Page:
El Morro students learn crafts and trades of 1700s as they celebrate Colonial Days

With activities such as making candles or pounding designs onto pieces of leather to create bookmarks, it’s possible a person could overlook the finer details that help turn Laguna Beach’s El Morro Elementary into a village reminiscent of colonial America.

On Monday, the school’s multipurpose room buzzed with students decorated in attire suited for the 1700s such as headdresses and fringed shirts, bonnets, vests and dresses.

Students moved between various stations to learn the trades of Native Americans during Colonial Days, an annual school festival held during Thanksgiving week.

It takes nothing short of a collective effort to pull off the event as volunteers decorated the room beginning last Thursday, said co-chairwoman Patty Tacklind, in her 11th year as a volunteer.


Earlier this month, the school’s PTA, which organizes the event, held a two-day crafting bee for volunteers to prepare all the materials, such as cutting hundreds of leather strips to use as hangers for clay ornaments.

Tacklind estimated it takes at least 100 volunteers to run Colonial Days.

The event draws parents back year after year. Liz Tate said she started when her son Mason was in kindergarten. He is now in fourth grade.

Tate said her favorite part about Colonial Days is watching children be creative and learn something new.


“It teaches them all the aspects of a traditional Thanksgiving,” said Tate, who helped oversee the leather tooling station.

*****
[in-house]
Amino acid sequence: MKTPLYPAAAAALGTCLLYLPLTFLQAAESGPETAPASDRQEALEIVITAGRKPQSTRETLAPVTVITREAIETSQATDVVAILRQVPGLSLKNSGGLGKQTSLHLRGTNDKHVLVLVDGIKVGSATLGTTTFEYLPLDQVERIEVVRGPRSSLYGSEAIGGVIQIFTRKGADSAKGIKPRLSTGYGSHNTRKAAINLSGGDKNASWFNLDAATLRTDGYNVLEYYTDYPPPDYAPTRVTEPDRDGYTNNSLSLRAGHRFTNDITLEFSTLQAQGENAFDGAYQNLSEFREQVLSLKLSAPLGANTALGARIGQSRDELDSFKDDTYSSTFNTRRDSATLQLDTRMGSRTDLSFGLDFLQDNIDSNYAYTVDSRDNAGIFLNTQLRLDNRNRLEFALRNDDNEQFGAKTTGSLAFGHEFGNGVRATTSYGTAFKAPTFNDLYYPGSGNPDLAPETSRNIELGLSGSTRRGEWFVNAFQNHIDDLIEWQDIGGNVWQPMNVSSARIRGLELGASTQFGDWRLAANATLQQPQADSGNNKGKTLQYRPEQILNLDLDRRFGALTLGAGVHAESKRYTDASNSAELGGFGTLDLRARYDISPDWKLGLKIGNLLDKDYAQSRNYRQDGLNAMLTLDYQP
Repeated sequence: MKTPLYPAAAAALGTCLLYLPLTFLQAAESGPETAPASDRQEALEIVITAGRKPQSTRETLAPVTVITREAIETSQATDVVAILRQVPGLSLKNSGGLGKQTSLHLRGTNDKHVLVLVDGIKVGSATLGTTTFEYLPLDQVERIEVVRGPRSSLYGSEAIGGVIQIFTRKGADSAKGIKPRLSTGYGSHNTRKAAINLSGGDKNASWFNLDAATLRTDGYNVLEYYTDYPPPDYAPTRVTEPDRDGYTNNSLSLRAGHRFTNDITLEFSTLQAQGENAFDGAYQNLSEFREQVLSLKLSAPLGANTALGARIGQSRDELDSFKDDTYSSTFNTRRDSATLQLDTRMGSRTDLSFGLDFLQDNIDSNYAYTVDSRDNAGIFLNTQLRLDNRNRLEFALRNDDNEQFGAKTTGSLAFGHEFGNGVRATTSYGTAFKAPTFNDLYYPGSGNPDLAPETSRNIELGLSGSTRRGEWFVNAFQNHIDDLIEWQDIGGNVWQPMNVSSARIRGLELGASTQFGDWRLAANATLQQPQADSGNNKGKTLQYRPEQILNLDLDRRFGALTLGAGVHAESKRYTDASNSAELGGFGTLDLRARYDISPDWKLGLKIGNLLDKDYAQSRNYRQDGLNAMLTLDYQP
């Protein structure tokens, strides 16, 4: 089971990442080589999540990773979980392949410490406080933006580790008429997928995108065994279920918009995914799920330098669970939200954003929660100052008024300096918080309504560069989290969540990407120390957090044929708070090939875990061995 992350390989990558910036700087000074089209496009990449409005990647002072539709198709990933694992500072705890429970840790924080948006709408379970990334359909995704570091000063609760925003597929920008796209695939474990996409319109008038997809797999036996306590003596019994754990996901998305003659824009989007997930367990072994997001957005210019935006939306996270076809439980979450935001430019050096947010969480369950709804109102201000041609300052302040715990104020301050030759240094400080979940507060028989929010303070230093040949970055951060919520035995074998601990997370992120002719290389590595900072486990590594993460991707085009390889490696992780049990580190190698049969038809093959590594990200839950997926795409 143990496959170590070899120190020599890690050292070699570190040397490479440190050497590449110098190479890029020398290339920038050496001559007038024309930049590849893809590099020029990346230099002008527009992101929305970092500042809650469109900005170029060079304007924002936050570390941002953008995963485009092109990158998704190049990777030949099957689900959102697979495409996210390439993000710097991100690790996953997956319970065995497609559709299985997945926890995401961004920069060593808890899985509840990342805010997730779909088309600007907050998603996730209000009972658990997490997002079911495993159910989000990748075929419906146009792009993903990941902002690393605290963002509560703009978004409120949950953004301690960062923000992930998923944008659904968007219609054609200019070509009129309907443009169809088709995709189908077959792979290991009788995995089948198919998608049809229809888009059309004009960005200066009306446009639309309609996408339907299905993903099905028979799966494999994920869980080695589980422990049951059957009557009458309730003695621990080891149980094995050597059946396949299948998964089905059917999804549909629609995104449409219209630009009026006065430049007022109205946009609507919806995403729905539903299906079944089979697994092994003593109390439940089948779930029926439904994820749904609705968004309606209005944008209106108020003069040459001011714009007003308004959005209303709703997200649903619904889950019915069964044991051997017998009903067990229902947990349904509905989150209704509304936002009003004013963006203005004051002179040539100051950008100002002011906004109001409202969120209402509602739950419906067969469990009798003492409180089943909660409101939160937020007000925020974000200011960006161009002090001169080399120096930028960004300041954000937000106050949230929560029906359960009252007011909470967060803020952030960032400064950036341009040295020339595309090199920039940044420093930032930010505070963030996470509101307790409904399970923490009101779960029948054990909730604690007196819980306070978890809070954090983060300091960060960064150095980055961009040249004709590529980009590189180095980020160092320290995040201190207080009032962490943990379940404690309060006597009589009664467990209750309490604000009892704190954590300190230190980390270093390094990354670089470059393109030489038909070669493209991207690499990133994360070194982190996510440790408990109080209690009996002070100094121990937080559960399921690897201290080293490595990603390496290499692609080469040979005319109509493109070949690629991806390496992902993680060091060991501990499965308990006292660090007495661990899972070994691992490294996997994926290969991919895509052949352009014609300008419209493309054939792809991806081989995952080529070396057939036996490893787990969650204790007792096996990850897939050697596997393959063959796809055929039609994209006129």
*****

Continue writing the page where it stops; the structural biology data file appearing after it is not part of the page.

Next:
At the station, students used sledgehammers to strike steel tubes, which had letters attached at their ends.

Tate steadied steel tubes with her fingers as students tapped with sledgehammers.

Students repeated the procedure to create bookmarks inscribed with their names.

At another station, parent Lourdes Dequillen oversaw students as they made candles.

Buckets of melted wax sat next to containers of room temperature water as students dipped cotton wicks into wax — holding them in the wax for five seconds — and then into water.

Wax came in blocks and was melted in buckets that stood atop electric burners.

Students repeated the process for five minutes, until enough wax had caked onto the wick to create a candlestick.


“Sometimes they get out of control, making big ones that break,” Dequillen said in explaining that too much wax could render a candle too heavy.

Dequillen wrapped candles in wax paper and gave them students to take home.

“They can actually bring them to Thanksgiving [dinner],” she said.

Students learned that colonists used tallow, whale oil or boiled bayberries as wax since only the wealthy could afford beeswax.

Speakers throughout the week visited classrooms to explain how Native Americans helped colonists survive, while students in physical education classes participated in traditional games of that era.

Twitter: @AldertonBryce